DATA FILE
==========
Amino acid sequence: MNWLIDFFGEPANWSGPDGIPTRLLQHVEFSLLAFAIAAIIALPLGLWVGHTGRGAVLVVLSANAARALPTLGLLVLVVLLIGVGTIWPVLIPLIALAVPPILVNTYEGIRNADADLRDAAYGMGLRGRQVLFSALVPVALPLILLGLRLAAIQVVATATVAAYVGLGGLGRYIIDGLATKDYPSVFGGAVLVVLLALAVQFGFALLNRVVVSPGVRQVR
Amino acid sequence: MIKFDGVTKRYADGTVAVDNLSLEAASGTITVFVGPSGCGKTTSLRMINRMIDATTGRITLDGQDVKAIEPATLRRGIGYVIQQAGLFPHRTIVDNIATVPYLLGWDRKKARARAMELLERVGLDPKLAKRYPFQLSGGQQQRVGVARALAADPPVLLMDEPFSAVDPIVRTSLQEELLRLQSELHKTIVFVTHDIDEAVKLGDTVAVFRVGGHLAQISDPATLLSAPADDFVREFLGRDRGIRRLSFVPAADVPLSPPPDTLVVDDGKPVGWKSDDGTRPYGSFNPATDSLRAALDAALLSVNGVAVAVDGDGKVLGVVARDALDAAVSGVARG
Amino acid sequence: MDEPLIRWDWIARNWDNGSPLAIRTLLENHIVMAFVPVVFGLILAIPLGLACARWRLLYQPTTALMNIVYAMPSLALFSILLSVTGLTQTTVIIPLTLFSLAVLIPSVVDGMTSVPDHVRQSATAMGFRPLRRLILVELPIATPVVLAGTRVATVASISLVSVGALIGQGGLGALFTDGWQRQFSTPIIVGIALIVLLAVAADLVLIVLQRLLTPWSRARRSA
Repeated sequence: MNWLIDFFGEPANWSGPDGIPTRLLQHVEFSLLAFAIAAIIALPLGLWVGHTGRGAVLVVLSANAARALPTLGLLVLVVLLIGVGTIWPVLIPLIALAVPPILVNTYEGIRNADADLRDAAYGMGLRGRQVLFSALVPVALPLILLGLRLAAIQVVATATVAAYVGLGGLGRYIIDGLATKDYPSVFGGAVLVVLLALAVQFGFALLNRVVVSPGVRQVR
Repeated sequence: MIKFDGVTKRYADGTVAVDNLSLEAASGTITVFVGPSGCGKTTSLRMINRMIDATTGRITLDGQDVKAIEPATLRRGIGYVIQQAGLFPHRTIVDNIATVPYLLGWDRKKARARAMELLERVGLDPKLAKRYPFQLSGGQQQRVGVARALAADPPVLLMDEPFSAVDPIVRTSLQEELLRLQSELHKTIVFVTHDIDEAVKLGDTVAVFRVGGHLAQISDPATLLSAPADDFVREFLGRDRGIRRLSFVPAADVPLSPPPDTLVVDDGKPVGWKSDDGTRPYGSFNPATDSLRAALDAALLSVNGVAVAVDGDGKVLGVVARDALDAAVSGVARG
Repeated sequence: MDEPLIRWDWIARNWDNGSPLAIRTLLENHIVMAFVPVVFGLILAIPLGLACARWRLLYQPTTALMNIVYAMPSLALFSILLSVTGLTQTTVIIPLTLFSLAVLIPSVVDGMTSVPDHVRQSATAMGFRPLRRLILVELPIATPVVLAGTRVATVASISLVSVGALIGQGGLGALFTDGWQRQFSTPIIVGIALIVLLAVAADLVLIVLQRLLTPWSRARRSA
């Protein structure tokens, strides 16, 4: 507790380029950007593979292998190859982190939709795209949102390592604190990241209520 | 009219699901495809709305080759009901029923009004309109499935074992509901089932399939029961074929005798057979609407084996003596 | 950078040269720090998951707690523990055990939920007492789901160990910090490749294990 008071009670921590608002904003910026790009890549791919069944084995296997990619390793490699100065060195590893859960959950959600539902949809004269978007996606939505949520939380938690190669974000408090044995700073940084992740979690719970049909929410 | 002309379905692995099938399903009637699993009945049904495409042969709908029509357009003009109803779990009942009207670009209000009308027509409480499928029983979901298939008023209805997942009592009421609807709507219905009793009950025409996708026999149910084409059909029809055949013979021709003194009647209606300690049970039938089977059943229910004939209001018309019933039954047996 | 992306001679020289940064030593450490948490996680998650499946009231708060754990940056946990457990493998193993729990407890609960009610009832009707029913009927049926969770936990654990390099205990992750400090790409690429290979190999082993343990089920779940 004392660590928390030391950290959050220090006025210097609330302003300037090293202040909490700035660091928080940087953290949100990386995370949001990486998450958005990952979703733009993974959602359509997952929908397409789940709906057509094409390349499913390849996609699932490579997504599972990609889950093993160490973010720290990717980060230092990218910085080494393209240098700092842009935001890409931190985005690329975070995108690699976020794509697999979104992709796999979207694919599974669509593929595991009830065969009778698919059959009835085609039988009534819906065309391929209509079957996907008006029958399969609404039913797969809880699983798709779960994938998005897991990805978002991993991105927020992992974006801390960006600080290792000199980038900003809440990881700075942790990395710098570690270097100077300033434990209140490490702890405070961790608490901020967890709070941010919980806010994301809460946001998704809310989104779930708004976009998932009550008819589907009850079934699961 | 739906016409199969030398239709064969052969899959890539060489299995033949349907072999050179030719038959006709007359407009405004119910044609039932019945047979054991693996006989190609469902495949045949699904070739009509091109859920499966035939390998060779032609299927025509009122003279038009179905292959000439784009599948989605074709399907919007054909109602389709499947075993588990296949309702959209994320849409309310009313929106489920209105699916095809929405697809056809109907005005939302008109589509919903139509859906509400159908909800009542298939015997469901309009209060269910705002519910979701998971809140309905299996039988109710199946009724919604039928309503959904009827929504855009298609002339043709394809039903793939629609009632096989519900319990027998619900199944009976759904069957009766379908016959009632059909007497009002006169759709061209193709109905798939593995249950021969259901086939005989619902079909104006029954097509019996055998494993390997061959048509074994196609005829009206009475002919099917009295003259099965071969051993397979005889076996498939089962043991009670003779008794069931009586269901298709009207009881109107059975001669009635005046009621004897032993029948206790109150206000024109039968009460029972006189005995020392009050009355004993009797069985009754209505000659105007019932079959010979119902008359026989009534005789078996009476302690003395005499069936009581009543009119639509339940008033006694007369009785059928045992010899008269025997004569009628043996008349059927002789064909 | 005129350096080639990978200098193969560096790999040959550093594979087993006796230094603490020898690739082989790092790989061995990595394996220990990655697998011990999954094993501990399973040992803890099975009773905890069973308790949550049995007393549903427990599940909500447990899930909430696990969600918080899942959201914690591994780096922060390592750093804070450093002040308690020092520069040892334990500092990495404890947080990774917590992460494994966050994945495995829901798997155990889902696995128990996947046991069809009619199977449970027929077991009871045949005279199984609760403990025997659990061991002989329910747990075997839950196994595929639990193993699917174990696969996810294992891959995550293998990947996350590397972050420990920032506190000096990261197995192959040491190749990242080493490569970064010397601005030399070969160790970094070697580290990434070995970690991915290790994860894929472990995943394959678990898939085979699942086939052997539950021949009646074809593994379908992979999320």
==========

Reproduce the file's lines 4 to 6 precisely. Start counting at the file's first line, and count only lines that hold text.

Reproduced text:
Repeated sequence: MNWLIDFFGEPANWSGPDGIPTRLLQHVEFSLLAFAIAAIIALPLGLWVGHTGRGAVLVVLSANAARALPTLGLLVLVVLLIGVGTIWPVLIPLIALAVPPILVNTYEGIRNADADLRDAAYGMGLRGRQVLFSALVPVALPLILLGLRLAAIQVVATATVAAYVGLGGLGRYIIDGLATKDYPSVFGGAVLVVLLALAVQFGFALLNRVVVSPGVRQVR
Repeated sequence: MIKFDGVTKRYADGTVAVDNLSLEAASGTITVFVGPSGCGKTTSLRMINRMIDATTGRITLDGQDVKAIEPATLRRGIGYVIQQAGLFPHRTIVDNIATVPYLLGWDRKKARARAMELLERVGLDPKLAKRYPFQLSGGQQQRVGVARALAADPPVLLMDEPFSAVDPIVRTSLQEELLRLQSELHKTIVFVTHDIDEAVKLGDTVAVFRVGGHLAQISDPATLLSAPADDFVREFLGRDRGIRRLSFVPAADVPLSPPPDTLVVDDGKPVGWKSDDGTRPYGSFNPATDSLRAALDAALLSVNGVAVAVDGDGKVLGVVARDALDAAVSGVARG
Repeated sequence: MDEPLIRWDWIARNWDNGSPLAIRTLLENHIVMAFVPVVFGLILAIPLGLACARWRLLYQPTTALMNIVYAMPSLALFSILLSVTGLTQTTVIIPLTLFSLAVLIPSVVDGMTSVPDHVRQSATAMGFRPLRRLILVELPIATPVVLAGTRVATVASISLVSVGALIGQGGLGALFTDGWQRQFSTPIIVGIALIVLLAVAADLVLIVLQRLLTPWSRARRSA